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After reading a 2 year old webpage really ripping fslex/fsyacc, buggy, slow, stupid etc. compared to their OCamel counterparts i wonder what would be ones best bet for lexing parsing needs?

Ive used ANTLR before with C# bindings but am currently in the process of learning F# and was excited when i saw it came with a parser generator. Since F# is now officaly released and it seems something Microsoft is really aiming to support and develop. Would you say fslex and fsyacc is worth it for production code?

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Where's the page ripping it? Been looking for more info on fLex/fsyacc. Pretty sparse so far... –  gjvdkamp Mar 22 '11 at 15:57
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Maybe here: flyingfrogblog.blogspot.com/2009/07/… –  R. Martinho Fernandes Mar 22 '11 at 15:59
    
Dr Harrop's needs may be more advanced than your own (he develops relatively complex commercial software). Depending on what your needs are, fslex/fsyacc may be more than sufficient. –  Daniel Mar 22 '11 at 16:11

3 Answers 3

Fslex and fsyacc are certainly ready for production use. After all, they are used in Microsoft Visual Studio 2010, because the F# lexer and parser are written using them (The F# compiler source code is also a good example that demonstrates how to use them efficiently).

I'm not sure how fslex/fsyacc compare to their OCaml equivalents or with ANTLR. However, Frederik Holmstrom has an article that compares ANTLR with hand-written parser written in F# used in IronJS. Unfortunatelly, he doesn't have fslex/fsyacc version, so there is no direct comparison.

To answer some specific concerns - you can get MSBUILD tasks for running fslex/fsyacc as part of the build, so it integrates quite well. You don't get a syntax highlighting, but I don't think that's such a big deal. It may be slower than OCaml version, but that affects the compilation only when you change the parser - I did some modifications to the F# parser and didn't find the compilation time a problem.

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"You don't get a syntax highlighting". More importantly, you don't get any error throwback so you have to trawl through the source trying to find the line&column locations of each error by hand. Also, I found that Visual Studio does not handle dependencies correctly in multi-stage builds so it just recompiles everything all the time and these tools are very slow. –  Jon Harrop Oct 5 '13 at 2:08

Fslex and fsyacc are used by the F# compiler, so they kind of work. I have used them a few years ago, it was good enough for my needs.

However, my experience is that lex/yacc is much less mature in F# than in OCaml. Many people in the OCaml community have used them for years, including many students (it seems like writing a small interpreter/compiler with them is a common exercise). I don't think many F# developers have used them, and I don't think the F# team has done a lot of work on these tools recently (for instance, VS integration has not been a priority). If you're not very exigent, Fslex and fsyacc could be enough for you.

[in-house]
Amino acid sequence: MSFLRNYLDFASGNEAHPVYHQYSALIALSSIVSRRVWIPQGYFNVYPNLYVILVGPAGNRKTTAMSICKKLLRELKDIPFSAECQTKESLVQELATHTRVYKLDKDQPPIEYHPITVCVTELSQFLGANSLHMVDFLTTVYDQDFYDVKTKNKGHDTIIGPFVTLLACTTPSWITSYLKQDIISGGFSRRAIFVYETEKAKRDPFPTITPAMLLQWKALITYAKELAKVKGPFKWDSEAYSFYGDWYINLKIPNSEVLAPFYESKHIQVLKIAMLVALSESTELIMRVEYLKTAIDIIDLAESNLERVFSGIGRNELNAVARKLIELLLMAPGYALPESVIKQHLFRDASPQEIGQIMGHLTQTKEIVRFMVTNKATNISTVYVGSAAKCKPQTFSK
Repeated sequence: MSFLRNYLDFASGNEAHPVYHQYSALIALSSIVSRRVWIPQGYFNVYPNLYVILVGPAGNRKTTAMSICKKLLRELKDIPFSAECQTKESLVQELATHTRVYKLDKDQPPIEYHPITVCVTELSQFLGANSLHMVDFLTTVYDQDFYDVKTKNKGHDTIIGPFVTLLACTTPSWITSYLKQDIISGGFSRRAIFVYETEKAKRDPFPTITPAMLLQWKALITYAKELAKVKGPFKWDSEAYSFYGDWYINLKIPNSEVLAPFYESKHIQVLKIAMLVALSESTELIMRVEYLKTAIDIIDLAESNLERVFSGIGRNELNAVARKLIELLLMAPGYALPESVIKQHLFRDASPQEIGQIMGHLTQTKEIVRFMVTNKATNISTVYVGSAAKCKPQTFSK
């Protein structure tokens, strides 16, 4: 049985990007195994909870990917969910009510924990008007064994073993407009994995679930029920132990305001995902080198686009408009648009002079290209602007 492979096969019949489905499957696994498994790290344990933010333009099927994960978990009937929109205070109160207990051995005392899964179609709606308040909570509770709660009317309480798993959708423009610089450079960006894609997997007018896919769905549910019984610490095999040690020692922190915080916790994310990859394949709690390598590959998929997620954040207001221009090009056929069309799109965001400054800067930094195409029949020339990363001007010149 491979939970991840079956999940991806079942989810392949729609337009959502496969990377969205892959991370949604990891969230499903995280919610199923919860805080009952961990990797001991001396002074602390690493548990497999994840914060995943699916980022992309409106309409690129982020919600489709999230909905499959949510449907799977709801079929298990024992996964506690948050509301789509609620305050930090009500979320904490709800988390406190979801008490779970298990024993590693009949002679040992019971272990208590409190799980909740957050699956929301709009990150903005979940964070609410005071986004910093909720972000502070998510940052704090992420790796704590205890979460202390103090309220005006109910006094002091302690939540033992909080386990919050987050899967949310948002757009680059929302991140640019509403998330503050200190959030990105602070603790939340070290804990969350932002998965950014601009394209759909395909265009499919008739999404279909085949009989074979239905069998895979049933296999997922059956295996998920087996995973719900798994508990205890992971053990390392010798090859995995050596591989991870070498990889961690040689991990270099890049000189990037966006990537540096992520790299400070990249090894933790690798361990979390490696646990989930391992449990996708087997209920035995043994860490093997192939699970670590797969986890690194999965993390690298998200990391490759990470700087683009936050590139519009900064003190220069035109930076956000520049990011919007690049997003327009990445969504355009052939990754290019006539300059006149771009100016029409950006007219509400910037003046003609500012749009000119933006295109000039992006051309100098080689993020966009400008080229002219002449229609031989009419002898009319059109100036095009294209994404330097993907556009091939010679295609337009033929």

A solution could be to adapt Menhir (a camlyacc replacement with several nice features) to use it with F#. I have no idea how much work it would be.

Personally, I now use FParsec every time I need to write a parser. It's quite different to use, but it's also much more flexible and it generates good parse error messages. I've been very happy with it and its author has always been very helpful when I had questions.

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The fslex and fsyacc tools were specifically written for the F# compiler and were not intended for wider use. That said, I have managed to get significant code bases ported from OCaml to F# thanks to these tools but it was laborious due to the complete lack of VS integration on the F# side (OCaml has excellent integration with syntax highlighting, jump to definition and error throwback). In particular, I moved as much of the F# code out of the lexer and parser as possible.

We have often needed to write parsers and have asked Microsoft to add official support for fslex and fsyacc but I do not believe this will happen.

My advice would be to use fslex and fsyacc only if you are facing translating a large legacy OCaml code base that uses ocamllex and ocamlyacc. Otherwise, write a parser from scratch.

I am personally not a fan of parser combinator libraries and prefer to write parsers using active patterns that look something like this s-expression parser:

let alpha = set['A'..'Z'] + set['a'..'z']
let numeric = set['0'..'9']
let alphanumeric = alpha + numeric

let (|Empty|Next|) (s: string, i) =
  if i < s.Length then Next(s.[i], (s, i+1)) else Empty

let (|Char|_|) alphabet = function
  | Empty -> None
  | s, i when Set.contains s.[i] alphabet -> Some(s, i+1)
  | _ -> None

let rec (|Chars|) alphabet = function
  | Char alphabet (Chars alphabet it)
  | it -> it

let sub (s: string, i0) (_, i1) =
  s.Substring(i0, i1-i0)

let rec (|SExpr|_|) = function
  | Next ((' ' | '\n' | '\t'), SExpr(f, it)) -> Some(f, it)
  | Char alpha (Chars alphanumeric it1) as it0 -> Some(box(sub it0 it1), it1)
  | Next ('(', SExprs(fs, Next(')', it))) -> Some(fs, it)
  | _ -> None
and (|SExprs|) = function
  | SExpr(f, SExprs(fs, it)) -> box(f, fs), it
  | it -> null, it

This approach does not require any VS integration because it is just vanilla F# code. I find it easy to read and maintainable. Performance has been more than adequate in my production code.

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